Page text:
In personality, he seems like the kind of person who enjoys explaining complicated things in an easy-going and simple way, without seeming condescending. That seemed like it would be a refreshing change from the inane platitudes of the current president. (I admit I was sort of sizing Schweitzer up as Vice Presidential material, although four years as governor of a state with fewer than a million people and no prior political experience is probably just a little too little experience for 2008.) And he seemed to have an ability to make an idea like biodiesel development exciting while being precise and modest about it -- "this could replace 15% of our domestic oil consumption, which isn’t a lot but would get us back to the import levels of the late ’70s." That’s another trait that seems useful for the politics of the near-future, where big promises are likely to lead to disappointment.
The talk was entitled, "The Resurgence of Progressive Politics in the West," but other than his health care policies, there was little that was obviously "progressive" about it. I’m not sure whether that’s a problem or not. Schweitzer sells himself and a set of policies that are identified with him, and increasingly with other Democrats in the West. The policies over time make their own label. And using Schweitzer as an example of what all Democrats should be like raises the question, Is the point to be like Brian Schweitzer (which is easy if your name is Brian Schweitzer and those boots are yours, not so easy otherwise) or is the point to be yourself, talk about what you care about, and don’t be afraid of the political consequences that "John Kerry’s advisors" tell you are around every corner? I hope it’s the latter.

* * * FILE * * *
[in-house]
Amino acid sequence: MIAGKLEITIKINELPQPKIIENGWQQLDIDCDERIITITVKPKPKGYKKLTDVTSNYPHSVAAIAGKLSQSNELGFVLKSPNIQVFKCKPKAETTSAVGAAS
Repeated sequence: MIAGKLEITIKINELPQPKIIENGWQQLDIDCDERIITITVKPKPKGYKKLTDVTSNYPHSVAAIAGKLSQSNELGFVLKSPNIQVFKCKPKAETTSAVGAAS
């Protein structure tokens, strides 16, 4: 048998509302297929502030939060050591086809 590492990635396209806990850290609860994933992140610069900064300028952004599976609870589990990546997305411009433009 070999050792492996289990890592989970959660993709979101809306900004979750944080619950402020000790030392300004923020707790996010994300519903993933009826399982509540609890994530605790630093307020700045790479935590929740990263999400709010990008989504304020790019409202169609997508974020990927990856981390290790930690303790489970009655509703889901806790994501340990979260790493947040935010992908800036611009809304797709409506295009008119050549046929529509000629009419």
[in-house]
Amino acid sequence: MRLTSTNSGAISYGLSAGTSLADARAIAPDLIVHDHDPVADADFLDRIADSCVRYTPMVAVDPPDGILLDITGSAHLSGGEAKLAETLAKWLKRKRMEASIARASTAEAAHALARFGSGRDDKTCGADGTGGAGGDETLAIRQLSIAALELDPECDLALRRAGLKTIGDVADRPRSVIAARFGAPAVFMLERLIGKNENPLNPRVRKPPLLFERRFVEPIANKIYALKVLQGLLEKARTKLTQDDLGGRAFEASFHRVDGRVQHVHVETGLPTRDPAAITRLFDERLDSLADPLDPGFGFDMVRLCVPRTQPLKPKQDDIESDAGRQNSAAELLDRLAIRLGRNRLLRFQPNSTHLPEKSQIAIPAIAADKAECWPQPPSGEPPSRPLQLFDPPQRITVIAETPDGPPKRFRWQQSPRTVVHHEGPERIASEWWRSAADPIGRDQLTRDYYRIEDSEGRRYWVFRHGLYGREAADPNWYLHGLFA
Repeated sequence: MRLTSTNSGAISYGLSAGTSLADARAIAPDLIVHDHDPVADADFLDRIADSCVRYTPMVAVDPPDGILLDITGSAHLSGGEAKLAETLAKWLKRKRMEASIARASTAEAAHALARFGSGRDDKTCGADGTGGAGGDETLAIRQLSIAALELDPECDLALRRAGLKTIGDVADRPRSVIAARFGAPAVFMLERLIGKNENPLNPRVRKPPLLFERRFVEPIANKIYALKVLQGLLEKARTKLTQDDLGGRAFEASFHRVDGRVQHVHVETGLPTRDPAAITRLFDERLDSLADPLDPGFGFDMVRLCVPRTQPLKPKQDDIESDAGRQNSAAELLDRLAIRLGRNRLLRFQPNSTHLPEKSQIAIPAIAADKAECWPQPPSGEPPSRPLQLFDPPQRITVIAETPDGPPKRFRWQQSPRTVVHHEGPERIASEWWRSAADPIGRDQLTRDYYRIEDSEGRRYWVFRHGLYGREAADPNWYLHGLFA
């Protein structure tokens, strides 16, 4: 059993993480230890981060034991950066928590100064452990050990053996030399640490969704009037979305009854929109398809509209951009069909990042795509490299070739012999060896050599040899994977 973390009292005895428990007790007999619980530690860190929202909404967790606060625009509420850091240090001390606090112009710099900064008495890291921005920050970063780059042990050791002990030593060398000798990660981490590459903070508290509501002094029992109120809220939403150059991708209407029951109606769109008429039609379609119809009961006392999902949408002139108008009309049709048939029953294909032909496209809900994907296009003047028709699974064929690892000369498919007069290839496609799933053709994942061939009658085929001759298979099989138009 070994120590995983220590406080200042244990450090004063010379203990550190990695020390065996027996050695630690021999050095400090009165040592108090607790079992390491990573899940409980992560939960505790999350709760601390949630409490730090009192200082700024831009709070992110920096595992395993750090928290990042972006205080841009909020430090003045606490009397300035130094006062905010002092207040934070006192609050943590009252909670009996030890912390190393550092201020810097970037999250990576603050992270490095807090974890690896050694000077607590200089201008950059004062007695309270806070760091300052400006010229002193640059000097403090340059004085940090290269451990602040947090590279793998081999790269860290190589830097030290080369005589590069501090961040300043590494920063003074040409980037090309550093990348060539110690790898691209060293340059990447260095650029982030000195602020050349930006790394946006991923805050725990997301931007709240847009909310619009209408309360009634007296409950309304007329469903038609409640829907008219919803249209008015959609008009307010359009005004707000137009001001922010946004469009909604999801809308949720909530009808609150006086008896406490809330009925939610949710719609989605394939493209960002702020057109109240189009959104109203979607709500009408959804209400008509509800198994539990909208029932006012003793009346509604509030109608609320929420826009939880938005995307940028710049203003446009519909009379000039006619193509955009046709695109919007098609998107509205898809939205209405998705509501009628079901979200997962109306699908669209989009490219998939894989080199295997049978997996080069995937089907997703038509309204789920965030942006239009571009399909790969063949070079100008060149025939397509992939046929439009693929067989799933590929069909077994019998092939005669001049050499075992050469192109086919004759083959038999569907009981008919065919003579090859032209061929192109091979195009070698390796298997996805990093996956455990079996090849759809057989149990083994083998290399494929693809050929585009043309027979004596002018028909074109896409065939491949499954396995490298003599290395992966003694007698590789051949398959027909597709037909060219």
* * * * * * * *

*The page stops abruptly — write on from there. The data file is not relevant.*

But the talk was a reminder of how incredibly important it is for the face of the Democratic Party to be governors. Governors can say "I did" and "I created," rather than "I proposed," "I was the first co-sponsor of..." and "I consistently voted against..." Nothing was more important to the long-term success of the conservative movement than its governors in the 1990s. In the mid-1990s, there were only a handful of Democratic governors in big states -- Hunt in North Carolina and Chiles in Florida, nearing the end of their careers, Carnahan in Missouri, Zell Miller in Georgia -- and all through the Upper Midwest and Northeast, voters saw conservative Republican governors who were effective (thanks to an economic boom and some slick postpone-the-pain tax moves) and mostly non-divisive. That’s one reason that when George W. Bush came forward as a compassionate conservative, it was a familiar and comfortable idea. Take away Newt Gingrich and the takeover of Congress, and the Republican Party might be every bit as strong today. But take away the dominance of Republican governors through the ’90s, and I doubt we would have this era of one-party control in the ’00’s. I want Democrats to win back at least one house of Congress in 2006, if only to stop the worst policies, force a confrontation on taxes and the budget, and to be able to issue some subpoenas, but for the long-term, successful Democratic governors will be at least as important. The governors I mentioned above all seem to be cruising to reelection; add Democratic victories in New York, Ohio, Maryland, Arkansas, Missouri, and protect the Midwesterners who are in some cases reaping the consequences of their predecessors’ economic scams, and you have the recipe for a resurgence of progressive politics not just in the West, but everywhere. And perceived-successful governors not only make four of the last five presidents, they also make unbeatable Senate candidates.